They get away with ignoring the public because so few confront them on a sustained basis. Their strategy is the old rope-a-dope: outlast them. It will be interesting to see how much longer this can persist. Substantially higher taxes will get people’s attention. NY State’s finances are a wreck. Richer school districts, like Grand Island, will see their state aid, if not cut, at least, frozen. Last year Grand Island’s school budget went up the most of any district in Erie or Niagara counties. Its increase was more than double the average increase. That budget was before the impacts of high inflation and a muddling stock market are felt. Most are probably not aware that the State has mandated that all new school buses acquired after 2027 be all-electric, with the fleet being all-electric by 2035. An all-electric bus currently costs $450,000. This is only the beginning of the costs. A garage to house the buses will be needed because in the winter low temperatures drain the batteries. Don’t forget about the back-up generator that will be needed if the electric grid has issues. Where is the electricity going to come from? Anyone who was in WNY the past three weeks, when the sun barely shone and it was either windless or gale-force, knows that “green” energy is a fraud being perpetrated on the public. Why hasn’t the board communicated these issues to the public? Off-the-cuff comments at the unattended board meetings don’t suffice.
    Even though I don’t have any children or grandchildren in the district schools, I am very interested in education and the economic well-being of our community. I can’t do it myself. In fact, as I implied at the beginning, I am finished. There are over 9,000 registered voters on Grand Island. Only 1700+ came out for the budget and trustee’s vote. Robert Strauss, a powerhouse in national Democratic politics for years, once said, "you get the government you deserve." We are witnessing that in our school district. So very sad.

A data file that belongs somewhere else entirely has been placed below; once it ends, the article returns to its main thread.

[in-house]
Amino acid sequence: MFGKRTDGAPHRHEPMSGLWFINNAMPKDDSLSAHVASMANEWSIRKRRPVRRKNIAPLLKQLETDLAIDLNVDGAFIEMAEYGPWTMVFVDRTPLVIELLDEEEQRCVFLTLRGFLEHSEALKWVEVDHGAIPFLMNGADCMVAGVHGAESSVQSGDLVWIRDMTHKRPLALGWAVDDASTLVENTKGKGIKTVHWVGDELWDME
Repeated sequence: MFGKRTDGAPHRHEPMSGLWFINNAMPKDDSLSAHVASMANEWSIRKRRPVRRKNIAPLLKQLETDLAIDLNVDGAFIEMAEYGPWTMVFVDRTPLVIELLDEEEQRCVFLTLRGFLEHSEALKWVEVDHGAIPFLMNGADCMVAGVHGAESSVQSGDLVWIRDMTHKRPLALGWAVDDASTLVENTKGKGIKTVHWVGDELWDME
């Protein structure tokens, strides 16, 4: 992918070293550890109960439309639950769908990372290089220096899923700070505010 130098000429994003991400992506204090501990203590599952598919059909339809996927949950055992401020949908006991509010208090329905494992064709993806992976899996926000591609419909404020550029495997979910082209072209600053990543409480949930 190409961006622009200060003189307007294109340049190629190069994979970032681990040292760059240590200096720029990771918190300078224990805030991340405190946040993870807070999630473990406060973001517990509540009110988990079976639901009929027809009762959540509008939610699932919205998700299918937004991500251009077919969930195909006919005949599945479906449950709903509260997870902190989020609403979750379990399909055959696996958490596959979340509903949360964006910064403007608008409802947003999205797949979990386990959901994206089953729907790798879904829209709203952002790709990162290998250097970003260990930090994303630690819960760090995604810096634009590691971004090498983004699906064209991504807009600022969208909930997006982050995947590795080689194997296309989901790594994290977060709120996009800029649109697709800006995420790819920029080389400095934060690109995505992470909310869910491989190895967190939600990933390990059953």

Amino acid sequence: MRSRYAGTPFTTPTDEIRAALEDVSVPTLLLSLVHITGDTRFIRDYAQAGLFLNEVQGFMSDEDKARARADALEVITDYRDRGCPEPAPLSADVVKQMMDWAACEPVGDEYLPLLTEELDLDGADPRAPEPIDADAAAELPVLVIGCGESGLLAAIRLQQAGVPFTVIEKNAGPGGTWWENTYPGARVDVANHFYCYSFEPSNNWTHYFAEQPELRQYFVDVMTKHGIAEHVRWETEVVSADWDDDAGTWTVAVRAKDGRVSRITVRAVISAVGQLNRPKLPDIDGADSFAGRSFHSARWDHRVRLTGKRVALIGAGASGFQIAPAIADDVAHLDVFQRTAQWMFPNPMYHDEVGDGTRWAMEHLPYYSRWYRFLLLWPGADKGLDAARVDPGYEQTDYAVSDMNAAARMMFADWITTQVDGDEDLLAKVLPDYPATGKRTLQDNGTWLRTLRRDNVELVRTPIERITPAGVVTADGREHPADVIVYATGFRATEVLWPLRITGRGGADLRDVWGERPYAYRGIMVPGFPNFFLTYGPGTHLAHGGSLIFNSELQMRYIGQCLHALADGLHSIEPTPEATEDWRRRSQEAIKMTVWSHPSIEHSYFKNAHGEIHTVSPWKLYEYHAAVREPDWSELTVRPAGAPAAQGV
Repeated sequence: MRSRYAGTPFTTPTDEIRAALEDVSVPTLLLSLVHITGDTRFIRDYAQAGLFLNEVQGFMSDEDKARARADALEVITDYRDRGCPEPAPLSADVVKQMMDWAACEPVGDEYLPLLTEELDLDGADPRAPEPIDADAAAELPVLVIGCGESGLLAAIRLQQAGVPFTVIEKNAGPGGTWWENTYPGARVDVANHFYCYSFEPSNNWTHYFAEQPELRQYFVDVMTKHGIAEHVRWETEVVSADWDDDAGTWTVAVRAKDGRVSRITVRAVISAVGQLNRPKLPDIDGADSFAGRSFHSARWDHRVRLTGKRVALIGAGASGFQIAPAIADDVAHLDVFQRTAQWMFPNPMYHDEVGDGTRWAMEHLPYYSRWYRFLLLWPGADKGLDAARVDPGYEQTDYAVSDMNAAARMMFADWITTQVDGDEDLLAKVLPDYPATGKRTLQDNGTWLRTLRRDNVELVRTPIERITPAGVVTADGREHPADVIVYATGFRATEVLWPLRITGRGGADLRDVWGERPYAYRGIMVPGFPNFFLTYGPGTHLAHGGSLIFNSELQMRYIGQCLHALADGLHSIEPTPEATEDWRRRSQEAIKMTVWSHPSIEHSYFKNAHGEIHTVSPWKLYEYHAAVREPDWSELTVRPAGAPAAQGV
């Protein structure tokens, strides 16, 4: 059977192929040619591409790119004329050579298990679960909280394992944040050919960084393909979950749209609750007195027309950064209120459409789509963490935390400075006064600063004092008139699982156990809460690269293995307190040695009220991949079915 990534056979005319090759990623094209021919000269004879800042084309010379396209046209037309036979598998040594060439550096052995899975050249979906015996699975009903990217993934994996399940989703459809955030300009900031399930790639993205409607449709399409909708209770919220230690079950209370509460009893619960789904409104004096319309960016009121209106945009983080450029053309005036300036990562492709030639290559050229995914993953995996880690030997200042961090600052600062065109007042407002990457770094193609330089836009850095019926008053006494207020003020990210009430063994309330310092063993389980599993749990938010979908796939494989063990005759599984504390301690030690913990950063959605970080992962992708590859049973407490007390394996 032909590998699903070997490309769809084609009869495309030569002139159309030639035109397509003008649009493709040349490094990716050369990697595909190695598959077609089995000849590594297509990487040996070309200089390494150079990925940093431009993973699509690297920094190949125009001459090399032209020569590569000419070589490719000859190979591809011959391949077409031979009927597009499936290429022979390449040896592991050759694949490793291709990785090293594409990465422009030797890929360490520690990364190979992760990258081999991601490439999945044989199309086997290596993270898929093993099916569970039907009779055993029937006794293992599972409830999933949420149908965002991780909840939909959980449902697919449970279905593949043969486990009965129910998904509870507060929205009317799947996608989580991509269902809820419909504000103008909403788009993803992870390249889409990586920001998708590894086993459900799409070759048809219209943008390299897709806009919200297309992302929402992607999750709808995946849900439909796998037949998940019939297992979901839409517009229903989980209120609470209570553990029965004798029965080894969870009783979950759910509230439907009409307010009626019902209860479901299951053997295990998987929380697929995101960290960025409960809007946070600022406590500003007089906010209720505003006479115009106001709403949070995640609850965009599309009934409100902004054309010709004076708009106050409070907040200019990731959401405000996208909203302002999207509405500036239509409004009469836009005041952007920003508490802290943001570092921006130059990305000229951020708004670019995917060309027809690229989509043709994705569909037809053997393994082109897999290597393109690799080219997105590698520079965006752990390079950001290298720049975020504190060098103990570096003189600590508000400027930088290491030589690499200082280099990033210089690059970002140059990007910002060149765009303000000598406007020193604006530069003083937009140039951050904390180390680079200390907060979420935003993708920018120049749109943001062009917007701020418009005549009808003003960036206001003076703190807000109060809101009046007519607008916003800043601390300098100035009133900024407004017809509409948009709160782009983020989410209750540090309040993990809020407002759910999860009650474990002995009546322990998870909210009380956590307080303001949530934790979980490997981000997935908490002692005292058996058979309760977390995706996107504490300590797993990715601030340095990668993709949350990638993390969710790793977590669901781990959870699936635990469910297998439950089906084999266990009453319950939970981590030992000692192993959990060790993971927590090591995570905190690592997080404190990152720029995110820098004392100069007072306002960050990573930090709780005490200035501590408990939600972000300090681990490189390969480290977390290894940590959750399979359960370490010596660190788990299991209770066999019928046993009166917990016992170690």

Jim Mulcahy

Every Day is a Blizzard for Many in Our Community Who Rely on Public Transportation - January 2023

    As we continue to recover from the December 2022 Blizzard, we’ve all read stories about people being trapped and unable to leave their homes due extreme weather and the lack of plowed roadways and bridges, as well as shoveled sidewalks and bus stops. Many in the community experienced feelings of anxiety, worrying about loved ones, access to food and inability to get to work and medical appointments. We know based on reporting, that horrifically too many have lost their lives. Imagine if the blizzard never ended, or imagine that the blizzard made transportation impossible for the places you needed to go, and never stopped. As ridiculous as this example might sound, these conditions are an everyday reality for marginalized communities, including the disabled, immigrant, rural, and Black and Brown communities - with or without snow.
    In 1990, the historic Americans with Disabilities Act (ADA) was passed to create access and equality for our fellow citizens with disabilities, and it created a system for those who couldn’t use buses called “paratransit”. For paratransit advocates like Stephanie Speaker, that minimum standard has never been sufficient to fulfill the needs of the disabled community. The ADA sets a minimum standard of less than a mile on each side of a route for paratransit, and limits times to the same as is served by the fixed route busses in the neighborhood. That leaves a lot of WNY out of reach for paratransit users, and even more on nights, weekends, and holidays, when standard bus service is even more limited.
    In the last five years, the Erie County Clerk’s Office has collected over $100 million from mortgage tax revenue from residential and commercial purchases and sent it to the NFTA for public use. Despite the influx of these funds, transportation does not serve the needs of many in our community. This storm, once again, highlighted the historic inequities in transportation in Western New York. As we talk about changing policies to address these inequities, the public has an opportunity to weigh in on these issues. The Erie County Clerk’s Office and the Western New York Law Center have partnered with Columbia Law School, and other not-for-profits, to launch a survey that would provide feedback to the NFTA regarding people’s experience with paratransit and public transportation. This survey can be accessed at rateyourridewny.com. Your comments can help lift the "travel bans" for persons with disabilities caused by regulation rather than snow.
    As Martin Luther King said, "We are faced with the fact, that tomorrow is today. Procrastination is still the thief of time. Over the bleached bones and jumbled residues of numerous civilizations are written the pathetic words, 'Too late'." We need to address the public transportation needs of our community now.
Michael P. Kearns - Erie County Clerk